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News Roundup: Indirect Role-Playing Edition

April 16th, 2007 · 1 Comment · Adobe, Business, Comics, Culture, Food, Hate Crimes, Health, LGBT, Media, Music, New Wave, News, Politics, Software

Water Balloons

  • Gonzales is now helpfully explaining that he only had an “indirect” role in the firing of the U.S. attorneys. Yes, just like I had an indirect role in what happened to the passersby who got hit by those water balloons I dropped yesterday. I mean, all I did was let go! It was the water balloons themselves that got the people all wet.

    In hindsight, of course, I would have handled it differently. I’m sorry for the missteps I made that helped to fuel the controversy. It’s clear I should have done more to ensure that the review process was more rigorous before I let go of the balloons, and the ass-kicking I got from all the mad wet people had nothing to do with the timing of this apology.

    Fortunately, Kiwi and Mr. Blue say they have “every confidence” in my ability to handle water balloons responsibly in the future, so really, that’s all that matters.

  • At a time when everything, including food production, is increasingly outsourced overseas, food safety experts say that imported food is rarely inspected, and the US doesn’t have adequate control over the situation.

    The FDA and the USDA have adopted a “risk-based” inspection philosophy, focusing on specific foods, sources or producers that they believe represent the largest potential risk to the public’s health.

    … Caroline Smith DeWaal, director of food safety at the Center for Science in the Public Interest, an advocacy group, countered that “risk-based” is just shorthand for “reduced resources.”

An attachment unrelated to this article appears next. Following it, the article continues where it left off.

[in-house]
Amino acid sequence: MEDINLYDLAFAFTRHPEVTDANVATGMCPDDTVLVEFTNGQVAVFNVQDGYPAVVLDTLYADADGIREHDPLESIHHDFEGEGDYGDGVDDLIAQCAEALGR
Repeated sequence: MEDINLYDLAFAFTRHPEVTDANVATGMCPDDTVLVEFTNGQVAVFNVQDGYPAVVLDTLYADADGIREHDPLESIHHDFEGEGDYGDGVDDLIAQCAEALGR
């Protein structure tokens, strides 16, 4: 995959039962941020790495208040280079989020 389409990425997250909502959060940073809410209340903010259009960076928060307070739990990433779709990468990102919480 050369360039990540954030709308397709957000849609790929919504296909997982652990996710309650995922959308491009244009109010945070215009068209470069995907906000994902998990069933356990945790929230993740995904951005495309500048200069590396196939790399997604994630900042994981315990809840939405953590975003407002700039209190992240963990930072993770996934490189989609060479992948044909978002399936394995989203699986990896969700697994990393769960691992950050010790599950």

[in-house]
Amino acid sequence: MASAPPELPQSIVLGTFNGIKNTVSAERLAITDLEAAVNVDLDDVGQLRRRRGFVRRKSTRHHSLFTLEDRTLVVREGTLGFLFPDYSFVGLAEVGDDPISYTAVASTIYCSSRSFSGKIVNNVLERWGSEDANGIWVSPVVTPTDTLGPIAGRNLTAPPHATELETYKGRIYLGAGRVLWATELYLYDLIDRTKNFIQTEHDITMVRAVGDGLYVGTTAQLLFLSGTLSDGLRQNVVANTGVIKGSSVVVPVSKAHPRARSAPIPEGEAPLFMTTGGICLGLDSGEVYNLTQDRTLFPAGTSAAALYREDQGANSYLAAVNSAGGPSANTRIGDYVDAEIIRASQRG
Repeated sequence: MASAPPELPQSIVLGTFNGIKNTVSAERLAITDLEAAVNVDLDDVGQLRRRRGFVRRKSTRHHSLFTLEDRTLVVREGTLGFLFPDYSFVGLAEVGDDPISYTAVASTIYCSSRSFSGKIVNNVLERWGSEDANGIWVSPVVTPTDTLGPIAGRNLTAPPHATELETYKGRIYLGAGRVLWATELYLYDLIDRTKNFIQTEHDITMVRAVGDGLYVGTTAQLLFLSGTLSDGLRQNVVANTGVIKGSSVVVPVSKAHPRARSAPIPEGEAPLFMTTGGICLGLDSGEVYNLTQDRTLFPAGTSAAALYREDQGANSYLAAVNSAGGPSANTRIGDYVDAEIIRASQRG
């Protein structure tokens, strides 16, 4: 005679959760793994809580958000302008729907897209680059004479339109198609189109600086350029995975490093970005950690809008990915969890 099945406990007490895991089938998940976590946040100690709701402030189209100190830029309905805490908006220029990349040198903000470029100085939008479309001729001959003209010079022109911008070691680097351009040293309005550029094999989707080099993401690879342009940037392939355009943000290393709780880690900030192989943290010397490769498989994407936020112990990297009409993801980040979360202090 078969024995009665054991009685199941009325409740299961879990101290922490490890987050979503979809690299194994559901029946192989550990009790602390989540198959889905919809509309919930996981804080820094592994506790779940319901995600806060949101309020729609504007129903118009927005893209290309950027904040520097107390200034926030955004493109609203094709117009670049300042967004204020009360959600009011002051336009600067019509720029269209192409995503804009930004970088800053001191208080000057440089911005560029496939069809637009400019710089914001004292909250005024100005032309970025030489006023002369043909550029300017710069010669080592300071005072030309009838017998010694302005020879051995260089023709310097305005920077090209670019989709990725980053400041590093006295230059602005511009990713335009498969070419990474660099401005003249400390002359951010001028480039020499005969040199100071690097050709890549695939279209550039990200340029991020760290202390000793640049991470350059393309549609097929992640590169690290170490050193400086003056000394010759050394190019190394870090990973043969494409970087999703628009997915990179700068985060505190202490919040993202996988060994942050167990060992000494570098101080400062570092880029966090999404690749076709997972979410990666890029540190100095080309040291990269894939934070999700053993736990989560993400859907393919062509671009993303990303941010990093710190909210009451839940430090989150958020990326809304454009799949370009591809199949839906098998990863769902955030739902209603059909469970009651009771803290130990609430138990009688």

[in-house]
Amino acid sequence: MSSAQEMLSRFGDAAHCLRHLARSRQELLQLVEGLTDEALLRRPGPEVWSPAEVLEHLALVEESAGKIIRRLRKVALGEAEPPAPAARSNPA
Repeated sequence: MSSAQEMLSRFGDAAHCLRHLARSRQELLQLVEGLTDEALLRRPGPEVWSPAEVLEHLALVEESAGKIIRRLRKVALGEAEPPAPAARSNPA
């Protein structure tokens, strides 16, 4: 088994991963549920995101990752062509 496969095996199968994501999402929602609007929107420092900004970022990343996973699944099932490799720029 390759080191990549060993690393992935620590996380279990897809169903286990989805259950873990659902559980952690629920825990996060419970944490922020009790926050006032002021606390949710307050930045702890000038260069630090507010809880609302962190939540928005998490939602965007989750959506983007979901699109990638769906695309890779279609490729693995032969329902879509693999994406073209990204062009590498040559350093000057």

“Whenever they say ‘risk-based approach,’ it often means they don’t have enough staff to actually do the job. They’re doing triage. They’re trying to hit what’s most important to inspect but they’re missing a lot,” DeWaal said.

  • Meanwhile, during Senate hearings on the pet food recall, Dick Durbin hits the nail on the head (as usual):

    “What’s the connection between E. coli on spinach and contaminated pet food?” Durbin asked. “Unfortunately it’s the same broken food safety program.”

  • Hate Crimes bill introduced in the Senate, now named after Matthew Shepard.
  • Adobe unveils its new free video player (called, cleverly enough, Adobe Video Player). The new player builds on the technology of Flash player, and will let consumers play back video both online and offline.
  • The comics: Tom Tomorrow has Bush vs. Nixon, while Tom the Dancing Bug has Bush vs. a hornet’s nest.
  • Harvey Fierstein’s take on the Don Imus meltdown, from the NYT. Via Joe. My. God.
  • More on the forthcoming B-52’s album from the band’s official News page:

    The new album is under way!
    The B’s have gone back to their Athens, GA. roots to record the second half of their long-awaited new album. (The first half was recorded in Rhinebeck, NY. last fall.) They are currently in the studio crafting some heavy grooves with producer Steve Osborne (KT Tunstall, New Order, Manic Street Preachers) and programmers Damian Taylor (Bjork) and Pete Davis (New Order). We project a release of fall 2007! Read the album updates from Keith and Kate and Fred at www.theb52s.com for more info.


One Comment so far ↓

  • Aaron

    I particularly loved reading how Gonzales referred to the Geneva convention as “quaint.”

    Yeah, well, it’s a “quaint” document that has our signature on it, buddy. So if you’re going to spit on it, you be the one to stand up and explain to the world why U.S. all look like hypocrites when we were the ones to push for it in the first place. And please, direct any angry retaliations to your front door.

    All imported food is just delightful. Except Marmite. That’s just horrible.